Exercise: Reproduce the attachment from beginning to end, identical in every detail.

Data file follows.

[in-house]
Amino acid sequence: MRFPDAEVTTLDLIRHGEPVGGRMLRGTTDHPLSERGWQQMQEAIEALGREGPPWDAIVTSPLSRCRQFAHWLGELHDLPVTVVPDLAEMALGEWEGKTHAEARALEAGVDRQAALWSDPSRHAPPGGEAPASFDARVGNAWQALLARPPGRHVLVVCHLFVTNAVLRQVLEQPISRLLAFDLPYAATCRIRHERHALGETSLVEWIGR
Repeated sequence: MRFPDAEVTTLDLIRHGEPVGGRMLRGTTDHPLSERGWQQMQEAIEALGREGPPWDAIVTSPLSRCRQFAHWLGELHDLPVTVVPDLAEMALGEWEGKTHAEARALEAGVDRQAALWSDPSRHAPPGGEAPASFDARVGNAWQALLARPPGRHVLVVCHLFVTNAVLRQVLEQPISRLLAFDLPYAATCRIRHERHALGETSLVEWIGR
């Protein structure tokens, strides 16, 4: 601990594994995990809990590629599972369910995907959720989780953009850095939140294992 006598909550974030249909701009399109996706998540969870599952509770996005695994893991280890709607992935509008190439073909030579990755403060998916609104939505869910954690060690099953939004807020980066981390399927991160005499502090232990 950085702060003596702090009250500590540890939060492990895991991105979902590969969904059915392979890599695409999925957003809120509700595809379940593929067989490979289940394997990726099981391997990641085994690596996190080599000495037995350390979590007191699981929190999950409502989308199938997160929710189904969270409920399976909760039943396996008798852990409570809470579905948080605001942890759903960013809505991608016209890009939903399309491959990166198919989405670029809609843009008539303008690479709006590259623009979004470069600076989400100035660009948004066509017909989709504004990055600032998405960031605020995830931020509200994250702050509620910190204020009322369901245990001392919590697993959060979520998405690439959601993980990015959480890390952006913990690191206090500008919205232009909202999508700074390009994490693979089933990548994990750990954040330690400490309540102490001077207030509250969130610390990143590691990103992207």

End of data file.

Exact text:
[in-house]
Amino acid sequence: MRFPDAEVTTLDLIRHGEPVGGRMLRGTTDHPLSERGWQQMQEAIEALGREGPPWDAIVTSPLSRCRQFAHWLGELHDLPVTVVPDLAEMALGEWEGKTHAEARALEAGVDRQAALWSDPSRHAPPGGEAPASFDARVGNAWQALLARPPGRHVLVVCHLFVTNAVLRQVLEQPISRLLAFDLPYAATCRIRHERHALGETSLVEWIGR
Repeated sequence: MRFPDAEVTTLDLIRHGEPVGGRMLRGTTDHPLSERGWQQMQEAIEALGREGPPWDAIVTSPLSRCRQFAHWLGELHDLPVTVVPDLAEMALGEWEGKTHAEARALEAGVDRQAALWSDPSRHAPPGGEAPASFDARVGNAWQALLARPPGRHVLVVCHLFVTNAVLRQVLEQPISRLLAFDLPYAATCRIRHERHALGETSLVEWIGR
């Protein structure tokens, strides 16, 4: 601990594994995990809990590629599972369910995907959720989780953009850095939140294992 006598909550974030249909701009399109996706998540969870599952509770996005695994893991280890709607992935509008190439073909030579990755403060998916609104939505869910954690060690099953939004807020980066981390399927991160005499502090232990 950085702060003596702090009250500590540890939060492990895991991105979902590969969904059915392979890599695409999925957003809120509700595809379940593929067989490979289940394997990726099981391997990641085994690596996190080599000495037995350390979590007191699981929190999950409502989308199938997160929710189904969270409920399976909760039943396996008798852990409570809470579905948080605001942890759903960013809505991608016209890009939903399309491959990166198919989405670029809609843009008539303008690479709006590259623009979004470069600076989400100035660009948004066509017909989709504004990055600032998405960031605020995830931020509200994250702050509620910190204020009322369901245990001392919590697993959060979520998405690439959601993980990015959480890390952006913990690191206090500008919205232009909202999508700074390009994490693979089933990548994990750990954040330690400490309540102490001077207030509250969130610390990143590691990103992207």